Iconicity in multimedia performance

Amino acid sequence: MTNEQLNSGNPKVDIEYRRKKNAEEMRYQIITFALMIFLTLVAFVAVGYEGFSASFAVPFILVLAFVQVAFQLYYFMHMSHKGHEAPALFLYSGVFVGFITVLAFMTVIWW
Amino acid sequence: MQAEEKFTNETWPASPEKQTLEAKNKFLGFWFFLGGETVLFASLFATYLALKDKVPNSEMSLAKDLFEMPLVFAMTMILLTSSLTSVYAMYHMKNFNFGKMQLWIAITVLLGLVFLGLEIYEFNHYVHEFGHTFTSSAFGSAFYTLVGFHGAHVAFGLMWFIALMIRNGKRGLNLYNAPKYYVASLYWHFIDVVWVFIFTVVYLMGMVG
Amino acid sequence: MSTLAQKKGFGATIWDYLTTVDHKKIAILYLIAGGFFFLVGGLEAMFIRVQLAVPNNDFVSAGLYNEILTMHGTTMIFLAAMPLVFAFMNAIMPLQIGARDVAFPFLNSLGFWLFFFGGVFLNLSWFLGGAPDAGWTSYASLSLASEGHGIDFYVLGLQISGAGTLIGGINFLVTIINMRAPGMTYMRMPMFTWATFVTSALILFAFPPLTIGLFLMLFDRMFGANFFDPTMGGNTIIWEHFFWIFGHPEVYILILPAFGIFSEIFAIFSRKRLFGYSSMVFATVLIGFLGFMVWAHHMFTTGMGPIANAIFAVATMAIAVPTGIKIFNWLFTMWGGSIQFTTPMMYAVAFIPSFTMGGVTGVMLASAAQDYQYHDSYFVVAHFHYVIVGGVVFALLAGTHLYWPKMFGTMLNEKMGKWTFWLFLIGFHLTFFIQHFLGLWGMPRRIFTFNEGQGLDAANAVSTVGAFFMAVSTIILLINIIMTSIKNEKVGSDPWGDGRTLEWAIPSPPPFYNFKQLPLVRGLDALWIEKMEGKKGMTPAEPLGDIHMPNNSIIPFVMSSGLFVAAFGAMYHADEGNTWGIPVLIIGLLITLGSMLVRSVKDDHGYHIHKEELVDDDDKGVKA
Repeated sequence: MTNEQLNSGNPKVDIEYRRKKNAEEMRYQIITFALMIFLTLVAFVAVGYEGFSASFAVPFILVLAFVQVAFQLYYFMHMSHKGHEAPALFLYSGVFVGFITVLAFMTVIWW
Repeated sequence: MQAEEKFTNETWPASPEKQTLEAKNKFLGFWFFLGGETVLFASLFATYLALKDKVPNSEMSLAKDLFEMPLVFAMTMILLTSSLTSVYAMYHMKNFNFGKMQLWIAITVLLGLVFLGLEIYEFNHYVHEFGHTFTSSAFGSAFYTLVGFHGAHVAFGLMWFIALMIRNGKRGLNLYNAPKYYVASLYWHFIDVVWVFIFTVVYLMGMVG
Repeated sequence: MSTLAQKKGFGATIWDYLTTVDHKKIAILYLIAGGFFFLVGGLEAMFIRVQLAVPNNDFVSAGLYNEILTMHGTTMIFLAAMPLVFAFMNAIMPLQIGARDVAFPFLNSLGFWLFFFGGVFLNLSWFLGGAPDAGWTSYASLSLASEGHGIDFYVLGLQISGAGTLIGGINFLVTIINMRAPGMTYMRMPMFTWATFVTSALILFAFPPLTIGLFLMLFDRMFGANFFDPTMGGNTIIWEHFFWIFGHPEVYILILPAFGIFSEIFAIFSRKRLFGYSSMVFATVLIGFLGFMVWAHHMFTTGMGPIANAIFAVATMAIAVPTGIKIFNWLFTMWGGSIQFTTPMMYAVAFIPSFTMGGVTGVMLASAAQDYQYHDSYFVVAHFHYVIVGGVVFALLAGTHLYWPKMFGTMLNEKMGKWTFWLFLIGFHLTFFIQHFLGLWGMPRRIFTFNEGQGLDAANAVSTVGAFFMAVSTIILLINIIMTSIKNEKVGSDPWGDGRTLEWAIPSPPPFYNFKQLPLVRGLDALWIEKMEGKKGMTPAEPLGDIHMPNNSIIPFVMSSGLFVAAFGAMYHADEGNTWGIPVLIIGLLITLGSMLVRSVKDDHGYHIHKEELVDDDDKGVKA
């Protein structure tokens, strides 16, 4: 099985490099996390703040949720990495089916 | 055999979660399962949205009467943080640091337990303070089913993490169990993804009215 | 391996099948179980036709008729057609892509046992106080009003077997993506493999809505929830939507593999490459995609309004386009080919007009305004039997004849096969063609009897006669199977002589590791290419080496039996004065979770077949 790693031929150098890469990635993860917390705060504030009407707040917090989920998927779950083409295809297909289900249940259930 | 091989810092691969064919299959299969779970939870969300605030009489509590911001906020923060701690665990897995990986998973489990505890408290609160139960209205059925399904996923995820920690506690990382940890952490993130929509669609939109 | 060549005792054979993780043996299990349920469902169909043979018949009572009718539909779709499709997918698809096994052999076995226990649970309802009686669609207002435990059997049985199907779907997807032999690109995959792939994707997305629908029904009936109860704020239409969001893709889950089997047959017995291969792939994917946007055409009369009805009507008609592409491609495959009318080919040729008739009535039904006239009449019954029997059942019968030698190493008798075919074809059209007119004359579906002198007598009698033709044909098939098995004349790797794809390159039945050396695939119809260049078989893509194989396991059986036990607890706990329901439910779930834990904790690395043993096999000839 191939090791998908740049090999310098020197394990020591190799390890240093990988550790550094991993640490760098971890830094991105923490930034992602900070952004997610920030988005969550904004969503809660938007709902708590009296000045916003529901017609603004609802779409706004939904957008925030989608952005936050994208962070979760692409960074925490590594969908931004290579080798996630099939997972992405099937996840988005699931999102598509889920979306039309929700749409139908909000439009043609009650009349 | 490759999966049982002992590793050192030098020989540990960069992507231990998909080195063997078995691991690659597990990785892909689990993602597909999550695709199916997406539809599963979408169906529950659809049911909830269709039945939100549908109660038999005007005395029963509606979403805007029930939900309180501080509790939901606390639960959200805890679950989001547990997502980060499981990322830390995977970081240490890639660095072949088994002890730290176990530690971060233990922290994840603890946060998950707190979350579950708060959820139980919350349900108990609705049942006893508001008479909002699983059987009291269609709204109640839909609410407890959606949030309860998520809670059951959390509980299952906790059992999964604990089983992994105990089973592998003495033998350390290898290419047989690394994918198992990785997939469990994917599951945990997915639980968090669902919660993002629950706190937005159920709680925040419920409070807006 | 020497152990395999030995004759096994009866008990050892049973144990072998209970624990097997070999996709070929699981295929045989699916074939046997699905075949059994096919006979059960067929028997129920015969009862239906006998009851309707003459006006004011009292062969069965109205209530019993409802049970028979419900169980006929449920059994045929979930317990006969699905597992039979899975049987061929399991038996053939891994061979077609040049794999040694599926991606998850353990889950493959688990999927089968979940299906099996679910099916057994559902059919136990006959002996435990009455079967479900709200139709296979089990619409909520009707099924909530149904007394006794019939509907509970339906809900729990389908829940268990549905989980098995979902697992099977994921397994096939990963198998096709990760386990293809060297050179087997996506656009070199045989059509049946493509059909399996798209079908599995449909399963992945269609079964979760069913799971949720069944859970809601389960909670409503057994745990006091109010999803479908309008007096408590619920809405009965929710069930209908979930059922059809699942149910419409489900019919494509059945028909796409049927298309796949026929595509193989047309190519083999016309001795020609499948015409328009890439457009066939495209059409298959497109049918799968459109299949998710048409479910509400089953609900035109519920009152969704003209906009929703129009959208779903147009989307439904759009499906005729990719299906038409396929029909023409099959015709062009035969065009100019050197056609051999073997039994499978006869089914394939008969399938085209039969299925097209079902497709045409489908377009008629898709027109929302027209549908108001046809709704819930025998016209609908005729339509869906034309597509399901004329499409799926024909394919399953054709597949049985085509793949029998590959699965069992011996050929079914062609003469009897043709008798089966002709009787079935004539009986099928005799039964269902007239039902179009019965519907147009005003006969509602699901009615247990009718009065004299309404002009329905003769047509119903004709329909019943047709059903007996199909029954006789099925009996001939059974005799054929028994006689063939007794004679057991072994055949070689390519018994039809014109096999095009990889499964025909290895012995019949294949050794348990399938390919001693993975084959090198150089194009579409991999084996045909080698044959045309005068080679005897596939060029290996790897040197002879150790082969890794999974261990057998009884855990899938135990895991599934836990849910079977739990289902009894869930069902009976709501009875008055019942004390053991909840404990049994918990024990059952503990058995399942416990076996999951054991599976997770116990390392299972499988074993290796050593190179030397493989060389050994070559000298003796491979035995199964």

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This paper analyses the complexity of intermedial iconicity through the analysis of Laurie Anderson’s piece <i>White Lily</i>. It reveals the media aesthetic strategies by which Anderson enacts the abstract concept of time through the iconic use of language as well as through iconicity in music, gesture and computer animation. The performer’s multimodal enactment of time experience demonstrates the integration of iconic, indexical and symbolic forms of representation. The semiotic analysis of the example is based on Sebeok and Danesi’s modeling systems theory and the concept of “embodied cognition” brought forth by authors like Varela, Thompson and Rosch and Lakoff and Johnson. Thus, Anderson’s performance illustrates the tenets of a corporeal media theory that introduces the body as the founding medium of semiosis.


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